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Rethinking Greek Religion, by Julia Kindt

Reviewed by Jorge J. Bravo III

Something is rotten in the study of Greek religion, or so the author aims to demonstrate in the present book, comprising six chapters bracketed by a short introduction and conclusion. As she states in her introduction, Kindt finds that the field has been dominated too much by polis religion, the scholarly model that regards ancient Greek religion as embedded in the polis and its institutions. Finding this model too restrictive, she accordingly proposes to explore various aspects of religion that go “beyond the polis” (6) as a way of proving that a more expansive and complex approach to Greek religion is necessary.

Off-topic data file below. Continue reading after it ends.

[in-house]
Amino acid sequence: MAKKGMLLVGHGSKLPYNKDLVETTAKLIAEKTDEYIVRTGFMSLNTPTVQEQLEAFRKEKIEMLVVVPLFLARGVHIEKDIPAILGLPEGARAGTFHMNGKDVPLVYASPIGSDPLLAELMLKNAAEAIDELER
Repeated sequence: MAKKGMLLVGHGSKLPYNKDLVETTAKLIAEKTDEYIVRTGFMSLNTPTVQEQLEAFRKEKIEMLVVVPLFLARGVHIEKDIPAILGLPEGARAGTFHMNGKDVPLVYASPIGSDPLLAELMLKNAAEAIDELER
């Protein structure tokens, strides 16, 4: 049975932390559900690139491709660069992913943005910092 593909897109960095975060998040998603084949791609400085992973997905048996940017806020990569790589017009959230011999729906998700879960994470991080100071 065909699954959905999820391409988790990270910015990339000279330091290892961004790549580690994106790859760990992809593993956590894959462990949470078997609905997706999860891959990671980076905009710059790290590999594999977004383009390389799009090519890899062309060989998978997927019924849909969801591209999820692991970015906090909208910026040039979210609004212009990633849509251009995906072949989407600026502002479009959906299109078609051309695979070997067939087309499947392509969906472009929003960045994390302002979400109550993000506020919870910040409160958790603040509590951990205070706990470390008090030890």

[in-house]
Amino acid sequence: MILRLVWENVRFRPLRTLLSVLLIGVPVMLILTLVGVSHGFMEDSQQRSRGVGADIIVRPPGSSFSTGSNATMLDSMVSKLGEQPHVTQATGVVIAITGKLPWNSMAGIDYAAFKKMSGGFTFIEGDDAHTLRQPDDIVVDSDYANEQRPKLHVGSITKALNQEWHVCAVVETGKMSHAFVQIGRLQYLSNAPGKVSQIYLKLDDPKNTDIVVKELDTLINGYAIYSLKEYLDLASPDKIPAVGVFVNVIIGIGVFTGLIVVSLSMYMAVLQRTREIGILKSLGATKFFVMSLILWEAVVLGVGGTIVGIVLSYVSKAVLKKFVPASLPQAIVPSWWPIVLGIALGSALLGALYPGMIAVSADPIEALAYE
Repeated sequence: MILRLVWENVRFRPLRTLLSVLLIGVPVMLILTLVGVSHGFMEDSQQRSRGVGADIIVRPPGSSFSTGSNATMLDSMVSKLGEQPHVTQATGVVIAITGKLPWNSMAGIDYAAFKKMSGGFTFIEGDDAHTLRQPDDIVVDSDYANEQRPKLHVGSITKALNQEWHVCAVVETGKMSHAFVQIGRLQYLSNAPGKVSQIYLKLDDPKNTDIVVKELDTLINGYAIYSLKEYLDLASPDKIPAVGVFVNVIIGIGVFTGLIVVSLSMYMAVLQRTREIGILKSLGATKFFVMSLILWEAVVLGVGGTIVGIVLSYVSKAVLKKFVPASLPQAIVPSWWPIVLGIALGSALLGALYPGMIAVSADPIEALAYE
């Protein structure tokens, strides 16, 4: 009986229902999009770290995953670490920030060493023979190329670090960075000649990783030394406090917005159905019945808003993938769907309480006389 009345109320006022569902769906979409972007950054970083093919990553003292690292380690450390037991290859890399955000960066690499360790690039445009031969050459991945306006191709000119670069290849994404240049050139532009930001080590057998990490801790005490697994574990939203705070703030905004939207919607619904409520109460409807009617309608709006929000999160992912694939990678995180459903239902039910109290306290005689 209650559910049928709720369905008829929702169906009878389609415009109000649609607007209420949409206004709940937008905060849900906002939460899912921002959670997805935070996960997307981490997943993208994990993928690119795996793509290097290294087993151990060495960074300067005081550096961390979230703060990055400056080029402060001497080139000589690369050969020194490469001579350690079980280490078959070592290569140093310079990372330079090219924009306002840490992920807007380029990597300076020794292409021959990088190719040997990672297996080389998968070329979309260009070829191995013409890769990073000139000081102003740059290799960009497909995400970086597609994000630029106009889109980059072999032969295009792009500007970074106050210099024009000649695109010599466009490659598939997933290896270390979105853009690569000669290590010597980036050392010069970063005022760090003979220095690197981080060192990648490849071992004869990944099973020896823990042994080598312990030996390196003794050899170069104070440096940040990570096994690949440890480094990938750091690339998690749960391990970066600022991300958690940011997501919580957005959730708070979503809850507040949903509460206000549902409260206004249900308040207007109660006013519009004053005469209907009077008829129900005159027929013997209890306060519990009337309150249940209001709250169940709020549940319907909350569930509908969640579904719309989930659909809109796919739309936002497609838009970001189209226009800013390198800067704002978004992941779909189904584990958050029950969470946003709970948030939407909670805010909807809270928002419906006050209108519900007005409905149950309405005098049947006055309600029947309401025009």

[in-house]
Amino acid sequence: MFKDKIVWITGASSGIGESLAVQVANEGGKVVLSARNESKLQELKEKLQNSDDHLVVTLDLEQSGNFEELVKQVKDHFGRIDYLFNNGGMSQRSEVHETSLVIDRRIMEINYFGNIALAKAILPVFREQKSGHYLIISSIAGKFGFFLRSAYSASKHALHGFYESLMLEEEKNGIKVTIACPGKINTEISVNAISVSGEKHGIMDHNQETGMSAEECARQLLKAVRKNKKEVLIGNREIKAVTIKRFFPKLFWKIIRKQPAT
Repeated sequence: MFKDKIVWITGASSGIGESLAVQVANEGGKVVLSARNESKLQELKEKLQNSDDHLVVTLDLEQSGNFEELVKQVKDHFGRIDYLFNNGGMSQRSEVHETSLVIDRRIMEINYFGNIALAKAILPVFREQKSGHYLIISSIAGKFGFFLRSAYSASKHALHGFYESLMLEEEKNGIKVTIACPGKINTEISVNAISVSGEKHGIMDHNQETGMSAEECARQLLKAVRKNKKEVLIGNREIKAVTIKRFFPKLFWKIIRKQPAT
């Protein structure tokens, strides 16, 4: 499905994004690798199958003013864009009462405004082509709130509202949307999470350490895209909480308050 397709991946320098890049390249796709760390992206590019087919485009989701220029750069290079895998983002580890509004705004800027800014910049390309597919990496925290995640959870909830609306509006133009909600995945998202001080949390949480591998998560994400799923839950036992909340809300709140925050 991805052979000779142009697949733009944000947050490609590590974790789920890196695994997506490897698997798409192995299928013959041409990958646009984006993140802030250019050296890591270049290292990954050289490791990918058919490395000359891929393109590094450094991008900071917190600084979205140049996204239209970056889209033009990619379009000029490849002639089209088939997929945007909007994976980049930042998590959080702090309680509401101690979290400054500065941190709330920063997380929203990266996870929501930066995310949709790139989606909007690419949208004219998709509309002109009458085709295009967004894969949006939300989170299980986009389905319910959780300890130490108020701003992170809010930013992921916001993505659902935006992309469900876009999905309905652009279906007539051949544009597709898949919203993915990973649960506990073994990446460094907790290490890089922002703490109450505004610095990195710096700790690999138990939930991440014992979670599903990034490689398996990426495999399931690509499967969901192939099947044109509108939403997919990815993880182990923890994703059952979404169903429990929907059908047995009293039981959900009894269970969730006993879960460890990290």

In the first chapter Kindt continues to expound her critique of polis religion, which she regards as the dominant paradigm today, most directly associated with Christiane Sourvinou-Inwood, but also underpinning the work of many other prominent scholars. While she acknowledges certain strengths of the model, such as its recognition of the importance of the polis as a structuring principle in Greek religion, she nevertheless contends that it entails many problems. Its focus on agency, practice, and the influence of the polis upon the shape of religious experience, for instance, comes at the expense of considerations of personal religion and belief (which can be independent of and may even at times be at odds with the polis) as well as the symbolic nature of shared religious experience. She also feels that the model gives preferential treatment to religious phenomena of the Archaic and Classical periods.

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